Advance Review: Loose Ends #1
By Jason Latour, Chris Brunner and Rico Renzi
Hot damn! If you liked the hit series Southern Bastards and you’re a fan of crime genre comics, novels, films and TV, then drop everything and check out this new one from Image. This book sets out to break the mold and reinvent the genre while preserving the things that make hardboiled stories so good in the first place.
Loose Ends is a rough and tumble, grit-chewing comic book with cinematic qualities worthy of the finest aspects of a neo noir hit. Panel by panel, readers are dragged around, as if being grabbed by the back of the collar and forced to watch as the drama unfolds. Taking place seemingly in or around Charlotte, NC, it’s a bunch of street-level gut punches collected in a poetic manner that makes this an ultimate pulp experience. It ain’t nice and it ain’t pretty, but it’s a beautiful work of art with attitude enough to fill up the gas tanks in order to do a few hundred more donuts around your head.
Containing elements of a Southern Gothic, issue #1 comes across as a class-based story of crime and corruption. The story, as written by creator Jason Latour, is one of heavy consequences suggesting each and every character has a history. A history with each other and with the world they seem afflicted by, whether by choice or proximity. Panels and some times whole pages often rely on movement and actions that are explained in visuals instead of words. In fact, the amount of dialogue is expertly pruned down to its essence without skimping on plot. It’s intense and artful all at once making this a sure bet as a breakout series.
Artist Chris Brunner pulls off some of the most creative and stylish panel arrangements around. He takes the time to enhance the scene by designing layouts and grids that frame the moment so appropriately you have stop and take it in. Jarring images of ferocious violence and their mortal consequences, are rendered so interestingly, that the artistry alone takes the edge off if only for a moment. Undeniably crafted and thoughtfully arranged panels curate your emotions and train your senses to detect critical peaks in the storytelling. Loose Ends by nature is a wild ride that leaves a lasting impression and an increasing realization of its originality.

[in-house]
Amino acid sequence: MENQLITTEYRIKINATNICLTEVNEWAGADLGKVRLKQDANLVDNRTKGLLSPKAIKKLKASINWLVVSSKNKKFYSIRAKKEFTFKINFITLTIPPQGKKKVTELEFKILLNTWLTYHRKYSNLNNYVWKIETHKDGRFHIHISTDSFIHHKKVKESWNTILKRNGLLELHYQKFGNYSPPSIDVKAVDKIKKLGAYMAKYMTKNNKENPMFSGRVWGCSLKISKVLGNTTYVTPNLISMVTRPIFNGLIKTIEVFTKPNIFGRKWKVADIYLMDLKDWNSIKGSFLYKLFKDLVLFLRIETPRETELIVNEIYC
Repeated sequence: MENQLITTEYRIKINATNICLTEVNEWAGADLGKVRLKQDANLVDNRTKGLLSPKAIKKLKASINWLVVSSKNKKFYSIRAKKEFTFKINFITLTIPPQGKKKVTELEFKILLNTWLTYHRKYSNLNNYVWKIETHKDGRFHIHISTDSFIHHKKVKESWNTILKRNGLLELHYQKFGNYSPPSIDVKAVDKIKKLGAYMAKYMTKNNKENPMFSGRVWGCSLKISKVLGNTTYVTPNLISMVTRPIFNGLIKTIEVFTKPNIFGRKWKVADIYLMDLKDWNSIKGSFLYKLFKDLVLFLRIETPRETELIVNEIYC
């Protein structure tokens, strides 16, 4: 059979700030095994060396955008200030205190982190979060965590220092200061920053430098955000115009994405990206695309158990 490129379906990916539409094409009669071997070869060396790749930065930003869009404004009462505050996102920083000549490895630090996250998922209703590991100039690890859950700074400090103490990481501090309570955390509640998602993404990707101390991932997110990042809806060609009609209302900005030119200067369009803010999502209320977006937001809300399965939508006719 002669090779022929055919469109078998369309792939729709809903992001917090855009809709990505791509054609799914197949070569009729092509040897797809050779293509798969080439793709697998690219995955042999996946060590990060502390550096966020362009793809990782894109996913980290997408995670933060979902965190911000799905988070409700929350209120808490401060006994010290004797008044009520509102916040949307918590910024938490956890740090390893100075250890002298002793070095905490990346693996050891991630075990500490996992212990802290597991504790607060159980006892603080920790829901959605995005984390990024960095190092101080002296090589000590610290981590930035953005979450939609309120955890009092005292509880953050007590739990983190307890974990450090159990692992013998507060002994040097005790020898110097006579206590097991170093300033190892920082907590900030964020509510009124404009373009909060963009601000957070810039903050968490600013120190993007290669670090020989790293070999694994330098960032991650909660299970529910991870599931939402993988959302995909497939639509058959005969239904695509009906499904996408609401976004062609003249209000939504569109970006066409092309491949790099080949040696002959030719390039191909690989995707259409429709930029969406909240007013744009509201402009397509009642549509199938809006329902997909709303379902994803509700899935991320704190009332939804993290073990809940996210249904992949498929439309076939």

Colorist Rico Renzi smacks readers around in his own way, shifting from granular, monochromatic effects to razor sharp saturation. Soft, fuzzy blues and greys provide a false sense of calm while supporting the narrative. Then, when things become explosive, Renzi only adds to the chaos with deep reds and yellows juxtaposed with sickly greens and smoke stained browns. This is one of those rare situations where the colors actually provide a kind of soundtrack, cuing your emotional reaction at just the right moment.
Loose ends is an experience that lets you know what it’s like to be there yourself. The environment is as claustrophobic as the atmosphere, and it’s just a matter of time before everyone on the premises is affected in one sour way or another. And it’s all perfectly appropriate. Loose Ends #1 is a triumph of comic book professionalism with genuine artistic authority. Well worth the cover price and offered in an ideal four issue format. Apparently it’s been a long time in the making, folks, but this is gonna be a good one.